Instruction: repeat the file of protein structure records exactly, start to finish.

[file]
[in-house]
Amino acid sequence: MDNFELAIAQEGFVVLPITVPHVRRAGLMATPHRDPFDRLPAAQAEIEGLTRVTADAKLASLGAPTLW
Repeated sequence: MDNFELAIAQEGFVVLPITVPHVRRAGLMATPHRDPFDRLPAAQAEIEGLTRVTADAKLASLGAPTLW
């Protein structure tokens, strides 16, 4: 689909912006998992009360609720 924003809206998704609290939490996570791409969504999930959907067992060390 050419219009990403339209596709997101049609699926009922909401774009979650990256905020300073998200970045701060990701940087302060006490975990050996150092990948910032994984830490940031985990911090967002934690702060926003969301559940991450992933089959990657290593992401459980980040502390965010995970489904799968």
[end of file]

[in-house]
Amino acid sequence: MDNFELAIAQEGFVVLPITVPHVRRAGLMATPHRDPFDRLPAAQAEIEGLTRVTADAKLASLGAPTLW
Repeated sequence: MDNFELAIAQEGFVVLPITVPHVRRAGLMATPHRDPFDRLPAAQAEIEGLTRVTADAKLASLGAPTLW
């Protein structure tokens, strides 16, 4: 689909912006998992009360609720 924003809206998704609290939490996570791409969504999930959907067992060390 050419219009990403339209596709997101049609699926009922909401774009979650990256905020300073998200970045701060990701940087302060006490975990050996150092990948910032994984830490940031985990911090967002934690702060926003969301559940991450992933089959990657290593992401459980980040502390965010995970489904799968």